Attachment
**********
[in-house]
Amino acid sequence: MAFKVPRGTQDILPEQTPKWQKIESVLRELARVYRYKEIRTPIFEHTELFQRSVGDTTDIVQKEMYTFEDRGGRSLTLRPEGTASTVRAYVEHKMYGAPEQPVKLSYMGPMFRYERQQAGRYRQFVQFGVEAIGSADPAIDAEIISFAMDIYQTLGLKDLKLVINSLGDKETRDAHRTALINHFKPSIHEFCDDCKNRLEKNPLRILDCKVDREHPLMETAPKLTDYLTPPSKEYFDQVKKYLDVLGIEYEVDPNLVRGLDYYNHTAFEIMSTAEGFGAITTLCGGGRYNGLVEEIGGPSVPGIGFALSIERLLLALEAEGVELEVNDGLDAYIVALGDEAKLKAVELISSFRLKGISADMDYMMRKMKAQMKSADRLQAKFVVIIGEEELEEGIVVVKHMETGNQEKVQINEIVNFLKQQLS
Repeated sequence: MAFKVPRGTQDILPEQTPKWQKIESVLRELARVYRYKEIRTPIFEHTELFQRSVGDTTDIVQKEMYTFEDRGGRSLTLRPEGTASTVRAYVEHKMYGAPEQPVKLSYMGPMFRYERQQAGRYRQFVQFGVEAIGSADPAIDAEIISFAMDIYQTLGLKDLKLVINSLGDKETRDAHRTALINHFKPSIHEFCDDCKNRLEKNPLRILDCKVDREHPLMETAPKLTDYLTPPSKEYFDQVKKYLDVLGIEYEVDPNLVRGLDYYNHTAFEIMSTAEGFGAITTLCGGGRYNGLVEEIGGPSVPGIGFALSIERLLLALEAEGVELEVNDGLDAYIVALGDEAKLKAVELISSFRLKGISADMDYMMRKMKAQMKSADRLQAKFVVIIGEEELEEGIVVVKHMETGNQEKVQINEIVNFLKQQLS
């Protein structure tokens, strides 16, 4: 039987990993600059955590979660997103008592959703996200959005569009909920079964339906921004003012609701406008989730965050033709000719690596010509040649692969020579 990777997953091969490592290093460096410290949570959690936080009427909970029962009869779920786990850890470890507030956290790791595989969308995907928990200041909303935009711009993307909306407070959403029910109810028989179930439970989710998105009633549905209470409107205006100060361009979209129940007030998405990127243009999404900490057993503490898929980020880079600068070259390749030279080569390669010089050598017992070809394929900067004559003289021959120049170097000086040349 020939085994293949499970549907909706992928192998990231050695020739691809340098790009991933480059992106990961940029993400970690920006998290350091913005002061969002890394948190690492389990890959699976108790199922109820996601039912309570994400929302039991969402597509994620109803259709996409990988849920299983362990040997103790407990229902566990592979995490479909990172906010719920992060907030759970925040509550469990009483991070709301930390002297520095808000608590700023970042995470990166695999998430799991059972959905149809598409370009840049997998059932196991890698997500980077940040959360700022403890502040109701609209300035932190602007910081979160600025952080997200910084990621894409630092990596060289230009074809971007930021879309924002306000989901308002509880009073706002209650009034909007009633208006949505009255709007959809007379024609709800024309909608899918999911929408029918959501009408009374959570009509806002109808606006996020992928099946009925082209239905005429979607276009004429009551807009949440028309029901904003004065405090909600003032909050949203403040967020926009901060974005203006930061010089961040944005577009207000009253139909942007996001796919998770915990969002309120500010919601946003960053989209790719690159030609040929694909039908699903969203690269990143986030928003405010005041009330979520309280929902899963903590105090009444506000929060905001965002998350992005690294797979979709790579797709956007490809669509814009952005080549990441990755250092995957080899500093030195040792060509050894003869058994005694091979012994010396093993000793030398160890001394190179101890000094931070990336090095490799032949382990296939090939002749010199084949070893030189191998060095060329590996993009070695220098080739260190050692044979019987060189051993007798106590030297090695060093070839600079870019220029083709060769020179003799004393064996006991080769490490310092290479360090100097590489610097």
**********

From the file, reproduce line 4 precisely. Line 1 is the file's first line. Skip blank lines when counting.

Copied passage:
């Protein structure tokens, strides 16, 4: 039987990993600059955590979660997103008592959703996200959005569009909920079964339906921004003012609701406008989730965050033709000719690596010509040649692969020579 990777997953091969490592290093460096410290949570959690936080009427909970029962009869779920786990850890470890507030956290790791595989969308995907928990200041909303935009711009993307909306407070959403029910109810028989179930439970989710998105009633549905209470409107205006100060361009979209129940007030998405990127243009999404900490057993503490898929980020880079600068070259390749030279080569390669010089050598017992070809394929900067004559003289021959120049170097000086040349 020939085994293949499970549907909706992928192998990231050695020739691809340098790009991933480059992106990961940029993400970690920006998290350091913005002061969002890394948190690492389990890959699976108790199922109820996601039912309570994400929302039991969402597509994620109803259709996409990988849920299983362990040997103790407990229902566990592979995490479909990172906010719920992060907030759970925040509550469990009483991070709301930390002297520095808000608590700023970042995470990166695999998430799991059972959905149809598409370009840049997998059932196991890698997500980077940040959360700022403890502040109701609209300035932190602007910081979160600025952080997200910084990621894409630092990596060289230009074809971007930021879309924002306000989901308002509880009073706002209650009034909007009633208006949505009255709007959809007379024609709800024309909608899918999911929408029918959501009408009374959570009509806002109808606006996020992928099946009925082209239905005429979607276009004429009551807009949440028309029901904003004065405090909600003032909050949203403040967020926009901060974005203006930061010089961040944005577009207000009253139909942007996001796919998770915990969002309120500010919601946003960053989209790719690159030609040929694909039908699903969203690269990143986030928003405010005041009330979520309280929902899963903590105090009444506000929060905001965002998350992005690294797979979709790579797709956007490809669509814009952005080549990441990755250092995957080899500093030195040792060509050894003869058994005694091979012994010396093993000793030398160890001394190179101890000094931070990336090095490799032949382990296939090939002749010199084949070893030189191998060095060329590996993009070695220098080739260190050692044979019987060189051993007798106590030297090695060093070839600079870019220029083709060769020179003799004393064996006991080769490490310092290479360090100097590489610097």